Added an adviser to one of Trump’s primary rivals, “The movement to depose Trump was always doomed to fail. Like it or not, millions voted to make him the nominee, and an effort to use the rules process in some arcane way to deny the will of the voters is seen as a technical dodge, hampered further by the fact that there’s been no viable third option presented.”
Stuart Stevens, a top strategist on Romney’s 2012 campaign, said Romney could never have been that alternative — only Cruz could have filled the role.
“I never understood why this would go to someone from the outside. The guy that came in second would and should be the person who would be the logical [choice],” Stevens said. “You look at Trump as someone who’s sort of like an Olympic medalist and someone’s disqualified at the top. It goes to the person in second.”
While anti-Trump activists struggle to gain momentum, they haven’t gotten much help from party leaders who, while distancing themselves from Trump, have taken no action.
GOP strategists and veteran party insiders say it’s easier for leaders like House Speaker Paul Ryan and Senate Majority Leader Mitch McConnell to keep Trump at arm’s length or even turn their backs on him, like the growing list of party stalwarts who won’t attend the convention. These leaders don’t face the same pressures delegates do, they note. They can shun Trump without repercussion — and it may even be smart politics to do so.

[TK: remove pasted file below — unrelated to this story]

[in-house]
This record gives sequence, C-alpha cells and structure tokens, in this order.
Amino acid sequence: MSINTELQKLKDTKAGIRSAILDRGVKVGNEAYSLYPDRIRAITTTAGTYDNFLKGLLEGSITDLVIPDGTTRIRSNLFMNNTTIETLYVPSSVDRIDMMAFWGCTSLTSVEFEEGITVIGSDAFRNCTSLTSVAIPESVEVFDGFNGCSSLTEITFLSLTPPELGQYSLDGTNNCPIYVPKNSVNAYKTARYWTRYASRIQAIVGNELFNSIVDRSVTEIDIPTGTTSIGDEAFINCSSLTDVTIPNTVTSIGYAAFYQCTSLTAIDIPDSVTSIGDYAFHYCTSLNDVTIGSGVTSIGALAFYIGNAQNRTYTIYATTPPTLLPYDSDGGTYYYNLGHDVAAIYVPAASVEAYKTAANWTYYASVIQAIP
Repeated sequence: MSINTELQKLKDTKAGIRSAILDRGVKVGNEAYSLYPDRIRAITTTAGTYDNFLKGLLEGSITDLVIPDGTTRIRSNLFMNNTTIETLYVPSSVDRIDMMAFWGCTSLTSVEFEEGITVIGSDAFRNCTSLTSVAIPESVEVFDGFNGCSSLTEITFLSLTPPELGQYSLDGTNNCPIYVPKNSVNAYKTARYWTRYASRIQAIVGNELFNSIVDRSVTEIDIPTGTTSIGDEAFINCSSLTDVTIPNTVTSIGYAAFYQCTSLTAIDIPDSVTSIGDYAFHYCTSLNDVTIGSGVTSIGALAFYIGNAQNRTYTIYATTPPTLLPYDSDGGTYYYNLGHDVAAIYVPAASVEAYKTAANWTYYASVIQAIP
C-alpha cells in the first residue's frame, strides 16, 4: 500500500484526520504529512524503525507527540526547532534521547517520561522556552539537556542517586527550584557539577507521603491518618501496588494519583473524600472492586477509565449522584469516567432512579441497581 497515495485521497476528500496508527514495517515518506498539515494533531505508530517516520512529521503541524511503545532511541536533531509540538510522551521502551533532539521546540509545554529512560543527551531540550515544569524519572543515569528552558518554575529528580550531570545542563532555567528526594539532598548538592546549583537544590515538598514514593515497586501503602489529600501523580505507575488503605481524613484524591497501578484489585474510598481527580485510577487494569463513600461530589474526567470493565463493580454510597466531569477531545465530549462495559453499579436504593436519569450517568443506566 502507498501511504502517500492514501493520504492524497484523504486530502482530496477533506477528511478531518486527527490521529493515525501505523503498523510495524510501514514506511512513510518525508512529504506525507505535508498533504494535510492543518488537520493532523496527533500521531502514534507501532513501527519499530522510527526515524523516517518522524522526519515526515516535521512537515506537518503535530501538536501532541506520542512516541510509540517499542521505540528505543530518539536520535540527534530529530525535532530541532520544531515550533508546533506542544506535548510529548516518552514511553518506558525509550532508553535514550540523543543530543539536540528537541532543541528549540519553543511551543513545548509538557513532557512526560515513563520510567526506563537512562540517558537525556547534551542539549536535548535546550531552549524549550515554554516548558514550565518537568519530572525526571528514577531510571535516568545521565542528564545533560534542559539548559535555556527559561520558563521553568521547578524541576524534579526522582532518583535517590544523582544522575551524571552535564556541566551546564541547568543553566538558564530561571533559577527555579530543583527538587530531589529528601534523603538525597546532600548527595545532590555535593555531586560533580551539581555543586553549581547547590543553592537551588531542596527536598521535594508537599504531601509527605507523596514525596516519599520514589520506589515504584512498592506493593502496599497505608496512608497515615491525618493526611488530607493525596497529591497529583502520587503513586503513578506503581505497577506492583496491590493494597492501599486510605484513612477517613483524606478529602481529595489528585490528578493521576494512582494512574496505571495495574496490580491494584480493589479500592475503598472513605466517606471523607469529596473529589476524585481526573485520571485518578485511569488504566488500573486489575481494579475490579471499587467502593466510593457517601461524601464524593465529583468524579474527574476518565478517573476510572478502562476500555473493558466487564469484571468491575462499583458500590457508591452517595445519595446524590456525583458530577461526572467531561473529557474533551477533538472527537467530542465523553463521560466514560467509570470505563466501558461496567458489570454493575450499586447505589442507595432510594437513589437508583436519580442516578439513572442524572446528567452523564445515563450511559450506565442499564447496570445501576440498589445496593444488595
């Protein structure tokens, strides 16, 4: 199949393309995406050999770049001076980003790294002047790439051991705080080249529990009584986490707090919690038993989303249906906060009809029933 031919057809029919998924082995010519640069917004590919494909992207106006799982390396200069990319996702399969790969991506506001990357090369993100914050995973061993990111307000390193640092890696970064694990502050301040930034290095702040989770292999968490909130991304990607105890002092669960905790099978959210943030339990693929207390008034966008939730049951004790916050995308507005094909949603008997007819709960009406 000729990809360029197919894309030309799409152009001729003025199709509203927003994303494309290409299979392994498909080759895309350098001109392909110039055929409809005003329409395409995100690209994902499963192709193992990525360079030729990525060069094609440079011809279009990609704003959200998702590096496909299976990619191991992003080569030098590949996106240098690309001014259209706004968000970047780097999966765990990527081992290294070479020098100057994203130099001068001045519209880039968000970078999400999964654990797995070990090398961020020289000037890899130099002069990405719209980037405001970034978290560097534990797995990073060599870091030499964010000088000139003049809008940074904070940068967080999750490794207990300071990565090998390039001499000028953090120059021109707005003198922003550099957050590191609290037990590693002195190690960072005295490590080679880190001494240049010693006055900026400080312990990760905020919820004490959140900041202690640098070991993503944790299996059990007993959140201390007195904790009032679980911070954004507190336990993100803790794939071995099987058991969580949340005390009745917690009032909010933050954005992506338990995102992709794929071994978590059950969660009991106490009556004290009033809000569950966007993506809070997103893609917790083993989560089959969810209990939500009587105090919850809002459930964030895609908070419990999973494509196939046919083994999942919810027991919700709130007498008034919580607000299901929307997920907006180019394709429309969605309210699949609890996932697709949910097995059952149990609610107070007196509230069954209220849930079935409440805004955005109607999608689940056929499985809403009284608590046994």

“Trump was in NH [Thursday] and not one high ranking elected official or candidate attended the event – not Kelly Ayotte, not Rep. Frank Guinta, none of the four gubernatorial candidates or any of the other congressional candidates, not the speaker of the NH house, not the president of the state senate,” said Fergus Cullen, a former state party chairman, in an email. “They voted with their feet. No one wants a photo of them with Trump.”
Many delegates, though, were elected precisely to support Trump, and even if they find him distasteful, they recognize him as an outgrowth of frustration with stereotypical politicians.
“The closer you get to the establishment, the less support you’ll find for Trump, and that includes Republican leaders,” said Timmy Teepell, a GOP strategist and longtime adviser to former Louisiana Gov. Bobby Jindal. “But when you look at the disaffected voters and delegates who want to kick the establishment in the nuts, his support is pretty strong.”
Those delegates who don’t back Trump still have to navigate pressure from the Trump campaign and their voters back home, as well as the weight of the Republican National Committee, which declared Trump the presumptive GOP nominee in May and has moved to consolidate the party behind him.
“I think what you are seeing is really a growing understanding of and acceptance of political reality,” said Thomas Rath, a New Hampshire operative who supported Ohio Gov. John Kasich’s presidential campaign. “Donald Trump is going to be the nominee. Efforts to frustrate that are not going to work.”
Cullen, the former New Hampshire GOP chairman, noted that many anti-Trump delegates have already bowed out of the convention, further tilting the attendees toward the mogul. It would take an implosion of enormous magnitude to change the outcome, added Stevens. And even that could fall short.
“I can’t think of a scenario,” said Trump-backing Texas delegate Toni Anne Dashiell, “that would make me change my mind.”
ourtesy KYLE CHENEY